## Re:One in math? (Score:2)

## Re:One in math? (Score:2)

## Re:One in math? (Score:2)

Ah, there's the source of my confusion: In this mathematical context you're misusing the concept of implication.You are the source of your confusion. The review is not a mathematical context, nor are our posts about it a mathematical context.

## Re:One in math? (Score:2)

Which, incidentally, brings up a point: The Wired article keeps setting Wolfram's theories up as an alternative to mathematics as a tool for modelling the universe. But automata such as the CAs which form the basis of ANKOS is exactly the sort of thing which has traditionally fallen within the field of discrete mathematics. Probably just a case of the Wired journalist using a too-narrow definition of the word mathematics, but I'm having trouble seeing where the fundamental line goes between the two definitions.

## Re:One in math? (Score:2)

Yes the fact that none of the degrees are above the undergrad level certainly does say something about the intellectual ability or lack thereof of the reviewer."He never said his four degrees were all at the baccalaureate level. The fact that this person assumes so certainly says something about the intellectual ability or lack thereof of the previous poster.

## Re:One in math? (Score:3, Interesting)

## Re:One in math? (Score:2)

## Stuff about genius being recluses (Score:5, Informative)

I suggest seeing pi [pithemovie.com] if you like this story.

Great soundtrack too.

## Deep Thought (Score:4, Funny)

Deep Thought pondered their question.

"Yes," he said. "But it will be tricky. And first I have to write Mathmatica."

(apologies to Mr. Adams fans)

## Re:Deep Thought (Score:2)

## Kurzwiel's Review (Score:5, Informative)

Wolfram is looking at a piece of the puzzle, IMHO. Though his book seems to be a tour de force of applying specific cellular automata to generate all sorts of neat things, I don't see it as being particularly new. This is more a book to bring it to the attention of people in other fields who may be able to make use of it. Rather like Mandelbrot's The Fractal Geometry of Nature.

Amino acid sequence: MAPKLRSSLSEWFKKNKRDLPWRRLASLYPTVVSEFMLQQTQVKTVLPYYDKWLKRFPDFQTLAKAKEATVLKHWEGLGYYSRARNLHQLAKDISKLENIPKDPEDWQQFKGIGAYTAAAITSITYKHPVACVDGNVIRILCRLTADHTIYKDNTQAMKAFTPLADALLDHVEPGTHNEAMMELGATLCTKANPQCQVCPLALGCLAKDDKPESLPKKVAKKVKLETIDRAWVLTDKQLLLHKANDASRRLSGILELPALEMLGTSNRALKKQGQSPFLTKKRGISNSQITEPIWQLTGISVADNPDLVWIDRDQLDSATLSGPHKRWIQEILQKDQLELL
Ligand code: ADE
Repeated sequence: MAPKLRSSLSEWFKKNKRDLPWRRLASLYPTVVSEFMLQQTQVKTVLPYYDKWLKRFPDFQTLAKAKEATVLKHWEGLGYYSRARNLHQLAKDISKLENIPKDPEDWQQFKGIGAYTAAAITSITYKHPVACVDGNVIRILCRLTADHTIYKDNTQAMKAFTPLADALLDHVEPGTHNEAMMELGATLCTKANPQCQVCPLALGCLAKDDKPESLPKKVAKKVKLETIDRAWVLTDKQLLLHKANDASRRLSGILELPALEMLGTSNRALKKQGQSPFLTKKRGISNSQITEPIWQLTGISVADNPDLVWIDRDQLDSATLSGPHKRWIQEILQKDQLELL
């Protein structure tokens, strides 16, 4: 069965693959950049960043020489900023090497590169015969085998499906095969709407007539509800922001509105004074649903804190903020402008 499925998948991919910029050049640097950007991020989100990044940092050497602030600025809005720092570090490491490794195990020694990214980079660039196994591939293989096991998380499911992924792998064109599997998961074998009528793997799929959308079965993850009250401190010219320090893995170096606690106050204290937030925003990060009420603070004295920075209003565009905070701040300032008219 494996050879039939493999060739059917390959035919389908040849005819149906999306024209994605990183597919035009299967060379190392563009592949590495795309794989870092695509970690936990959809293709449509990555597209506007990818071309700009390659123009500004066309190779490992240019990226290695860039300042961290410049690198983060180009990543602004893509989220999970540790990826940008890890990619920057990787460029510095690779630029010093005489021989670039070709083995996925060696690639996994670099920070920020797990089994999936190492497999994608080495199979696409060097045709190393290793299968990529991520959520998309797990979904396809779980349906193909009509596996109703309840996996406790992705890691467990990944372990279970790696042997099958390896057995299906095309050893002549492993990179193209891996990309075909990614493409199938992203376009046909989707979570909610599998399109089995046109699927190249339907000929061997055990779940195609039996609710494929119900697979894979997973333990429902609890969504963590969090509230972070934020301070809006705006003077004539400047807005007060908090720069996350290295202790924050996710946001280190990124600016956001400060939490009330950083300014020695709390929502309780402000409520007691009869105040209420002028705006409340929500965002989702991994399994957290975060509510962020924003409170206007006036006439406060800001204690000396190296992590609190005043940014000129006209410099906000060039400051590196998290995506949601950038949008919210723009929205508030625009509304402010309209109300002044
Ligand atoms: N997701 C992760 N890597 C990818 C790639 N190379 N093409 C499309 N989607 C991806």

## Re:Kurzwiel's Review (Score:5, Insightful)

Wolfram is looking at a piece of the puzzle, IMHO.Have you read the book? Or just reviews of the book?

(No offense meant, but there are a lot of people who seem to think that one can somehow form a meaningful opinion of something just by exposure to other folks opinions of it.)

## Re:Kurzwiel's Review (Score:2)

Well thought out review [kurzweilai.net]Great. If there's egomaniac bigger than Wolfram, then it's Kurzweil. Actually, Kurzweil is on his own level, constantly inventing goofy terms to expound upon his wacky brain-in-a-jar theories that completely and utterly ignore the fact that both AI researchers and brain theorists aren't making the slightest bit of headway toward his vision of the near future.

## Talking at work (Score:2)

The analogy used by the super math junkie of the group was that you can describe all physics with 2 equations; it doesn't mean that sheds any insight to anything though.

The one thing that is of interest to me is perhaps using the methods used to create fractals in factoring (since the numberline is self deriving from many many number lines masking one another).

## Re:Talking at work (Score:4, Insightful)

As some of my collegues were quick to point out, this is all most likely toss. For cellular automata to be relevant you'd have to assume the universe has a finite number of 'states'. Quantum physics currently is pretty certain it is not.Actually, quantum physics does imply there are a finite number of states. Time, space, energy, motion, even Heisenberg's uncertainty are all descreet, quantisized values. The number of eigenstates that exist before an observation is made that collapses into one observed "event" is not infinite, it is merely a very, very, very big number (made much bigger when one considered the true vastness of the universe on a macro scale, and the number of quantum processes thus contained, many of which are not observed and thus, arguably, never collapsed into one given state or another).